By Paul Gable
It is quite possible that Myrtle Beach City Council is collecting parking fees in areas that restrict such activity.
No, this is not about the federal grant for beach renourishment. It is potentially a lot more serious.
A review of deeds from 1940, 1968 and 1992, in which Myrtle Beach Farms gave land to the city along the oceanfront brought to light some interesting deed restrictions and covenants.
Most interesting is a restriction on all three deeds that says, “…property shall not be used for commercial purposes by any person, private corporation, municipal corporation or agency of government.”
Collecting fees to park is certainly a commercial purpose, especially when the city has seen fit to outsource the collection to a private, third party corporation.
Many of today’s street ends, especially in the south end of the city where parking fees have been charged for a number of years, came from land that was given to the city in these deeds.
The restriction on commercial activity appears to include the boardwalk area also.
Unfortunately, Myrtle Beach City Council is going to continue with its current practices until someone forces them to change through the courts. Remember the helmet law?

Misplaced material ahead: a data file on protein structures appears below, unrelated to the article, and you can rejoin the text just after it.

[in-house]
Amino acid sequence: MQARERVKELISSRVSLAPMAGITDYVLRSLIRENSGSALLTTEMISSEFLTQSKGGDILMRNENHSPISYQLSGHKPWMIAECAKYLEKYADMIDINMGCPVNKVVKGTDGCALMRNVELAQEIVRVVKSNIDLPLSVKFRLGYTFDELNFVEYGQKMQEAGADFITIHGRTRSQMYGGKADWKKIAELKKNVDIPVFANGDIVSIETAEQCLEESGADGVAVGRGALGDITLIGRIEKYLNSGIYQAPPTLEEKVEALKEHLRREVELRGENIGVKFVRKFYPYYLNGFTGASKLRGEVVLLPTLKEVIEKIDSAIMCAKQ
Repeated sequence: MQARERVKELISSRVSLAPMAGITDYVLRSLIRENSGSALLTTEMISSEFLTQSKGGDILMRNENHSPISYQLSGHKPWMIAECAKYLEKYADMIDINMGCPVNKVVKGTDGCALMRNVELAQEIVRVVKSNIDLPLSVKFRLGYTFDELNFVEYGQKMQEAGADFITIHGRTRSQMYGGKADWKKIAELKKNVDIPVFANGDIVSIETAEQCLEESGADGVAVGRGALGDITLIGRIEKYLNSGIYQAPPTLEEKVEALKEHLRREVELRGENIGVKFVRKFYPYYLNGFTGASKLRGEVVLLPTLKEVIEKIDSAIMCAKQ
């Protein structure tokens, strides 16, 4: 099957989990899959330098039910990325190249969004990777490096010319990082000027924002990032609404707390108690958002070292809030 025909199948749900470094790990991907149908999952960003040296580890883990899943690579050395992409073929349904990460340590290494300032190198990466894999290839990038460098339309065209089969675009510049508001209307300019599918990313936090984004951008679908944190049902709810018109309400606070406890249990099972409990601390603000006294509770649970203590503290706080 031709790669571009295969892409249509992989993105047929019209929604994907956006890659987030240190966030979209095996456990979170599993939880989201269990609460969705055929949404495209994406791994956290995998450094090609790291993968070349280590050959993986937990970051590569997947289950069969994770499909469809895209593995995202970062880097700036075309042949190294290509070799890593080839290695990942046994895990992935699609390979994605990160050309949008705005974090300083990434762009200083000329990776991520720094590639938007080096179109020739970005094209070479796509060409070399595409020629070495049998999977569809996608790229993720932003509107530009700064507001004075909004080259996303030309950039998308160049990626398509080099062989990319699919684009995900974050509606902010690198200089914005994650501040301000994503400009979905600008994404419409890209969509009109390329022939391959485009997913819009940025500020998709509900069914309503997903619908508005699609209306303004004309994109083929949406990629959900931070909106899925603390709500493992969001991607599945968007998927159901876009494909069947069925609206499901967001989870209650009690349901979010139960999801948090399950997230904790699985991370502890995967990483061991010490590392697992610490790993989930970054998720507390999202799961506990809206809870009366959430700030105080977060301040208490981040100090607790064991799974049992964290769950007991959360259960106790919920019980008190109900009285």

A lawsuit would be very interesting, however. Can you imagine the city having to refund parking fees it has collected for a number of years if it is established in court that the deed restrictions were violated?
This could have an obvious effect on the Downtown Redevelopment Corporation, an agency of dubious value, which uses parking fees for funding.
Another of the restrictions and covenants makes the possibility of a lawsuit interesting. Rather than just between the grantor and grantee of the land involved, the deeds say, “Compliance with the above (restrictions) may be enforced in any manner by grantor or grantee…or by any owner of real property within (Myrtle Beach) claiming by or through grantor or grantee or its predecessors entitled.”
In other words, it appears any property owner in Myrtle Beach can challenge the legality of collecting parking fees on land acquired by these deeds, regardless of the fact that it now includes many street ends.
According to sources familiar with the deeds, the idea was that public areas of the oceanfront would remain open to all without any type of encumbrance. Reportedly the attitude was ‘we don’t want Myrtle Beach to become like Miami Beach.’
Unfortunately, there is a cabal within the city that does what it wants to serve its own ends with no consideration for the general populace of the city or the many visitors who come each year.